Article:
Women Entrepreneurs in a Far-Away Land
It had been a week since in the region. Every few days, when we rushed to load our bags into the car early in the morning, we would turn around, glance and then sigh. “Perhaps we should have stayed here longer. It can’t get more beautiful than this.”
It was similar to the emotions we felt during our road trip to New Zealand. Jaw dropping, mesmerising serenity . One after the other. The colours, the landscape, the weather.
Then, we entered Turtuk. As the car drove along the rocky roads, we would brace ourselves for a few high jumps, banging our heads a couple of times here and there. The landscape was dotted green and purple. People walked along the sides of the road going on with their usual routine. Yet every time our eyes met, a big warm smile would immediately appear on their face, with a slight head nod. Kids would wave and even though we couldn’t really hear, it was clear from their lip movement that they were all saying the magical Ladakhi word – ‘julley’!
This place seemed different. The faces were different. Beautifully different. Their clothes were different. The signs on the road were different. There was something untouched and very real about the place and its people.
Then there were clear blue streams, made from glacier water that rushed over rocks. There were picturesque cafes with stunning views of nature. And of course there was the Balti cuisine.
I kept picking my camera and putting it down, not sure if I should let my eyes soak in all that we were passing by, or capture it through the lens. The choice wasn’t a difficult one. It made so much more sense to meet these people and listen to their stories.
And I did.
We walked through the lush fields under the clear blue skies and into narrow cobbled lanes of Farol – one of the two areas of Turtuk. Sometimes we bumped into old men, who were filling their matkas (claypots) with glacier water gurgling through small streams between houses. Sometimes we were stopped by small children, who seemed very keen to speak to us.
Then I met Rebab. Sitting on a chair under an orange canopy of apricots. She was selling freshly plucked cherries, mulberries and of course apricots. A roughly trimmed signboard made from an old cardboard, that hung just above her head, listed several appetising Balti dishes.
Behind her, not too far, was a bench, where many neatly folded traditional Balti attires and jewellery were kept. When our eyes met, Rebab got up from her chair and pointed at the fruit cups. I couldn’t resist her smile and stopped. Then I showed her a small pack in my hand that was filled with apricots we had been plucking along our walk. She then quickly pointed to the menu.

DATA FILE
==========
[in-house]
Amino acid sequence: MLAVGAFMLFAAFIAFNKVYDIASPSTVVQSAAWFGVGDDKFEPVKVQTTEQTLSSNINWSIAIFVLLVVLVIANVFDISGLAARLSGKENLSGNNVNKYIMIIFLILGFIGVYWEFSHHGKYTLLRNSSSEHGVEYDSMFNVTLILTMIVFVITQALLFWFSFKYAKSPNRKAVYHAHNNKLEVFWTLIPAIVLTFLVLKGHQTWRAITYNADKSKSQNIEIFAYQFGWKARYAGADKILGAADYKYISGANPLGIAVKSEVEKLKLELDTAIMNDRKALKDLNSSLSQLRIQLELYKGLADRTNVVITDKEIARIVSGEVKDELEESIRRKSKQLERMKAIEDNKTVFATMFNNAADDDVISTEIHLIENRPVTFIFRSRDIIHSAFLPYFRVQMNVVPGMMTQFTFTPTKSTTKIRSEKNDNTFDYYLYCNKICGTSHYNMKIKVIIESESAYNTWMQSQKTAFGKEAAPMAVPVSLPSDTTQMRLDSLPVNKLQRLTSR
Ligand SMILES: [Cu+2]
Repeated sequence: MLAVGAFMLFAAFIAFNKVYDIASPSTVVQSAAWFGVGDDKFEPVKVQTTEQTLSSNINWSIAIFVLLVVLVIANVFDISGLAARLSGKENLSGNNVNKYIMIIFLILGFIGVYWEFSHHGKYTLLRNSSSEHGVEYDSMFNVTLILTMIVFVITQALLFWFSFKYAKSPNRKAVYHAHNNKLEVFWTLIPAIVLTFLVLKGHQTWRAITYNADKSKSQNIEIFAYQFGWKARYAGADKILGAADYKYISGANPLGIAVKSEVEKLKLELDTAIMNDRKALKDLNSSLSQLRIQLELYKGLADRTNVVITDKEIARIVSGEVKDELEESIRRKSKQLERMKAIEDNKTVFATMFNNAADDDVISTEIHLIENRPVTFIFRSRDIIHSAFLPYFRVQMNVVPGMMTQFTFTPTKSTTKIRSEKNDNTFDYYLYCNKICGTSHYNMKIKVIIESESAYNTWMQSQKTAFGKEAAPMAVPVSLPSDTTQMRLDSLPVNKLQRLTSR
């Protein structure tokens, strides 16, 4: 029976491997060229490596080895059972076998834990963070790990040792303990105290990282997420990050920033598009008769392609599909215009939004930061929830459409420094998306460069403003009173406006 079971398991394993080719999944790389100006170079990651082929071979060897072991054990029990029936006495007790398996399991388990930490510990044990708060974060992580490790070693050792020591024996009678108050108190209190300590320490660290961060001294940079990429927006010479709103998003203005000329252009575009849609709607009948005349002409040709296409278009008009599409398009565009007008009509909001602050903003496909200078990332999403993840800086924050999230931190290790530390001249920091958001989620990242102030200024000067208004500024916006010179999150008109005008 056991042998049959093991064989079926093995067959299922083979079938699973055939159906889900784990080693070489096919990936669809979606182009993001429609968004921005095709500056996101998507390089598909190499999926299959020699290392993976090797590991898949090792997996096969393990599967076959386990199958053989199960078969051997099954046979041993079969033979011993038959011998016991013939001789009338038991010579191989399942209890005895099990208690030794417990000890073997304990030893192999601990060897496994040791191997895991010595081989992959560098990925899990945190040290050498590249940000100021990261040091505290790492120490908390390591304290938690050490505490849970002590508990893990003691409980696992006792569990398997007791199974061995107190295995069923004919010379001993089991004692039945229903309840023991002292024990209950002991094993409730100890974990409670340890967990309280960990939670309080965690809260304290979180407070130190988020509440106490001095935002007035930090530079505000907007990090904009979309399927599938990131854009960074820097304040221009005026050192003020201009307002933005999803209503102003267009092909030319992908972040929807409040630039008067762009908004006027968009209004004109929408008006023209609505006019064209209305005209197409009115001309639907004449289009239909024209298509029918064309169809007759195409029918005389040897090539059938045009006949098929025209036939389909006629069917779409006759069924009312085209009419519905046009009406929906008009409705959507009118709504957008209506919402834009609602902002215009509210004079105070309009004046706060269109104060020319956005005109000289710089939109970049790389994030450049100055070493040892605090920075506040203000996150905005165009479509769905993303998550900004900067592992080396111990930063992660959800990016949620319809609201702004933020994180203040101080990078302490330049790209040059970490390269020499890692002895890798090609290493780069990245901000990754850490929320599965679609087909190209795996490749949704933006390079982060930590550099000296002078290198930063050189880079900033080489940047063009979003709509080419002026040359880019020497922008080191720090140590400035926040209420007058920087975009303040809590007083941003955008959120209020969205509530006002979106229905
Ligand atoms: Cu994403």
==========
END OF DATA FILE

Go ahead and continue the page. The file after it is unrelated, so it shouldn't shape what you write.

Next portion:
I wasn’t exactly hungry but I was curious to know where all the food items were kept or cooked because she was sitting in an open area under a tree with no kitchen or a room in sight. Putting an end to our dumb charades, I asked her the same.
She pointed towards a barrier, made old clothes. And as I peeped in from the side, I saw about 8-9 women sitting there talking.
“Who are they?” I asked without realising I shouldn’t be poking my nose. By then another lady came out from behind the cloth wall and smiled. She was shy at first but soon we got talking.
A group of 25 women in the far-away village of Turtuk had come together to open a Balti cafe. But what inspired them?
“We wanted to support each other. If any girl in the village is facing a problem, we are there for her. We stand up together and make sure we can help her come out of the situation,” came an immediate reply.
They smiled. I smiled. And we were all quiet for a while. There was something so powerful about it all that I needed a few minutes to take it in.
“All 25 are not here. Usually 9 or 10 of us are present in the cafe at a time,” said another woman, breaking the silence.
“And who takes care of your young children or family in general, when you are here,” I was so curious.
“Someone from the family will take care of them. However, during the harvesting season, most of the family members are in the field. In that case other women who are not here will take care of them. We do bring them along sometimes. Our houses are all very nearby so if one of us have to go back home for any reason, someone else will step in. If there is too much work here and we get late, another member of the group will cook for everyone. It’s all doable.”
Farol isn’t a very big area and most of the families in the vicinity are related to each other. With such a strong support network, these women know what not to worry about.
But how successful would this venture be, considering the remote location of Turtuk and the fact that for most of the winter season, snowstorms and bad weather block all the roads that lead to this location?
When I asked them this question, they started looking at each other. First out of confusion. Then with a smile.
“No, during the winter we rest. Everyone in the family is at home. We eat from the food we preserve during summer and spend a lot of time together. This is very special for us. We don’t want to work the entire year.”
“If things could be changed and you had the opportunity to continue working and earning money throughout the year, would you do it,” I almost immediately asked.
“No. What will we do with so much money? We Ladakhi people are very simple. We are happy with what we have.”
Even before I could ask my next question, I felt something heavy on my head from behind and heard my boys giggling. I turned around and realised another woman from their group was trying to tell me to wear their traditional attire. How could I deny that!
After a session of dressing up and selfies, I bid goodbye.
Sun was about to set and this beautiful village with its beautiful people would begin to head home.
If you ever visit Turtuk, get in touch with us. We would love to connect you with these empowered women entrepreneurs.
Until then… julley!